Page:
Sarajevo is a town of ghosts – Ottoman Turkish, Austro-Hungarian, communist Yugoslav – and it has rather a touch-ing little museum, not far from the spot where, in 1914, Archduke Franz Ferdinand was assassinated by a Serbian nationalist. When Serbia, as part of the newly formed kingdom of Yugoslavia, came out of the First World War as a victor, the footprints of the assassin were captured in a concrete pavement slab, and there was even a celebratory film made of the event (the museum displays both). Christopher Clark rightly says that the modern world’s experience of Serbian nationalism, with the Bosnian massacres and the shelling of Sarajevo, might cause some to look askance at the role of Belgrade in the triggering of the First World War.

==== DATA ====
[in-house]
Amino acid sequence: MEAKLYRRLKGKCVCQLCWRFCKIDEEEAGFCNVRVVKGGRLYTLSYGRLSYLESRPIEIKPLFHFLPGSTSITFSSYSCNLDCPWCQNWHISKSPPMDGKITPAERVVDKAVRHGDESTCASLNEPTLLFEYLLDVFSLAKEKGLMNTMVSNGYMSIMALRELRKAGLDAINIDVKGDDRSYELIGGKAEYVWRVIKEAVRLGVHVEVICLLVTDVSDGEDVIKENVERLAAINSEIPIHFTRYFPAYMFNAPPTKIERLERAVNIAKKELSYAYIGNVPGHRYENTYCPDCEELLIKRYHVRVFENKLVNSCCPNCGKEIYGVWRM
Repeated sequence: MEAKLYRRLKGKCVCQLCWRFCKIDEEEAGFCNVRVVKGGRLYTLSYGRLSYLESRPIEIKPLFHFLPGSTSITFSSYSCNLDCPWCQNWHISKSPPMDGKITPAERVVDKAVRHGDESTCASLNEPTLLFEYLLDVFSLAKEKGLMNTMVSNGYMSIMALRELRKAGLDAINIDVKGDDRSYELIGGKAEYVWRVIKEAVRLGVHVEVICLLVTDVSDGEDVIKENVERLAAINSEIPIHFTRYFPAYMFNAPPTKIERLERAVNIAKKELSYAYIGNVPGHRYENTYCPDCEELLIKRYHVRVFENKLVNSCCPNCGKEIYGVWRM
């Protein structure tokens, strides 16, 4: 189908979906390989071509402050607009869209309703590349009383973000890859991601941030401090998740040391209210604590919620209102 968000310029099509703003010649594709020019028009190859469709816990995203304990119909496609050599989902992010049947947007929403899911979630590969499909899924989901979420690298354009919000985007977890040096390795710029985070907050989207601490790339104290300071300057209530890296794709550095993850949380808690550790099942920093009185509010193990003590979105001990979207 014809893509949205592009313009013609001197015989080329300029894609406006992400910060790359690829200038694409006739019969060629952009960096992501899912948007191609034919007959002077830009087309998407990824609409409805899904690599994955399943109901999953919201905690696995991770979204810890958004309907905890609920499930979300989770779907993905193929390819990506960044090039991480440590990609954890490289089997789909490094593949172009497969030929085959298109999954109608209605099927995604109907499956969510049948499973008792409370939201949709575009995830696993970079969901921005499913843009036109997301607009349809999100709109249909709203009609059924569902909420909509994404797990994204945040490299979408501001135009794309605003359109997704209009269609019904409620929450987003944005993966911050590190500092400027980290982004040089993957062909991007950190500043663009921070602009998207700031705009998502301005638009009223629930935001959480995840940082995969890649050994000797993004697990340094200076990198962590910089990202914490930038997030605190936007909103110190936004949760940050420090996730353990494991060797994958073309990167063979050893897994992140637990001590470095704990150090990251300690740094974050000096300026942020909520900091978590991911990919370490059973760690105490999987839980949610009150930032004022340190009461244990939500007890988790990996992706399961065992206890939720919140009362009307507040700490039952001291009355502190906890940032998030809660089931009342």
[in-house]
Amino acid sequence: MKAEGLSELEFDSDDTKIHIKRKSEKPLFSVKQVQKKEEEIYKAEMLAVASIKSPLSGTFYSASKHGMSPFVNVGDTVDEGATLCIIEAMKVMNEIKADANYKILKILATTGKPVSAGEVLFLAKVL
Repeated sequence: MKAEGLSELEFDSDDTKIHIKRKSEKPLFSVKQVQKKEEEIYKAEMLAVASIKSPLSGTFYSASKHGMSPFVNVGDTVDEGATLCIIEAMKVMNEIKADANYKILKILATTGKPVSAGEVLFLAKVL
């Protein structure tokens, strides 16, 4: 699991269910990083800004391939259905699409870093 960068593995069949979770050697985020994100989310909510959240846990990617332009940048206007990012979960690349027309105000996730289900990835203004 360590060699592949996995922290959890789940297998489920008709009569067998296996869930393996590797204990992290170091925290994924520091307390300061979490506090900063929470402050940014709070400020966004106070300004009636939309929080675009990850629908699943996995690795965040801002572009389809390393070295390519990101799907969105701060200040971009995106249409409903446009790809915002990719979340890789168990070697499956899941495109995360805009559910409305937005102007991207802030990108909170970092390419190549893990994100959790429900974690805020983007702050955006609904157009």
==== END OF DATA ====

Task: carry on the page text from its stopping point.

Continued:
Serbia was made by brutality, whether with the murder of the king and queen in 1903 (with which the book effectively begins), or the killing and expulsion of millions of Albanians, Bulgarians and Turks in the Balkan Wars of 1912–13. What is curious is the attraction that Serbia held for